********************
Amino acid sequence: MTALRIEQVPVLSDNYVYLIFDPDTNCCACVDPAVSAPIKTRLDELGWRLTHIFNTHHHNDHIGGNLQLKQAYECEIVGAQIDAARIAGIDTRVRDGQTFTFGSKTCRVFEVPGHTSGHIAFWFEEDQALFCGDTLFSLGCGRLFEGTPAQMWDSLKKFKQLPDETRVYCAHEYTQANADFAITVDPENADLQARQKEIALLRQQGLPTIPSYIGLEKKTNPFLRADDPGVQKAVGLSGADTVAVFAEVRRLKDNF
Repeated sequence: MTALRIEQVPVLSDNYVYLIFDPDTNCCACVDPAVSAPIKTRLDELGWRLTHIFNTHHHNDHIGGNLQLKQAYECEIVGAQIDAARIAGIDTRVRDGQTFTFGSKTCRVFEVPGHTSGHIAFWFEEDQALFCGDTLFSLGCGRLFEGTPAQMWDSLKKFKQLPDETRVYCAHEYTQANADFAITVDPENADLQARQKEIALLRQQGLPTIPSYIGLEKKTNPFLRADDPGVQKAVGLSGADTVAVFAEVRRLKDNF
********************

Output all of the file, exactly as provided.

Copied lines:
Amino acid sequence: MTALRIEQVPVLSDNYVYLIFDPDTNCCACVDPAVSAPIKTRLDELGWRLTHIFNTHHHNDHIGGNLQLKQAYECEIVGAQIDAARIAGIDTRVRDGQTFTFGSKTCRVFEVPGHTSGHIAFWFEEDQALFCGDTLFSLGCGRLFEGTPAQMWDSLKKFKQLPDETRVYCAHEYTQANADFAITVDPENADLQARQKEIALLRQQGLPTIPSYIGLEKKTNPFLRADDPGVQKAVGLSGADTVAVFAEVRRLKDNF
Repeated sequence: MTALRIEQVPVLSDNYVYLIFDPDTNCCACVDPAVSAPIKTRLDELGWRLTHIFNTHHHNDHIGGNLQLKQAYECEIVGAQIDAARIAGIDTRVRDGQTFTFGSKTCRVFEVPGHTSGHIAFWFEEDQALFCGDTLFSLGCGRLFEGTPAQMWDSLKKFKQLPDETRVYCAHEYTQANADFAITVDPENADLQARQKEIALLRQQGLPTIPSYIGLEKKTNPFLRADDPGVQKAVGLSGADTVAVFAEVRRLKDNF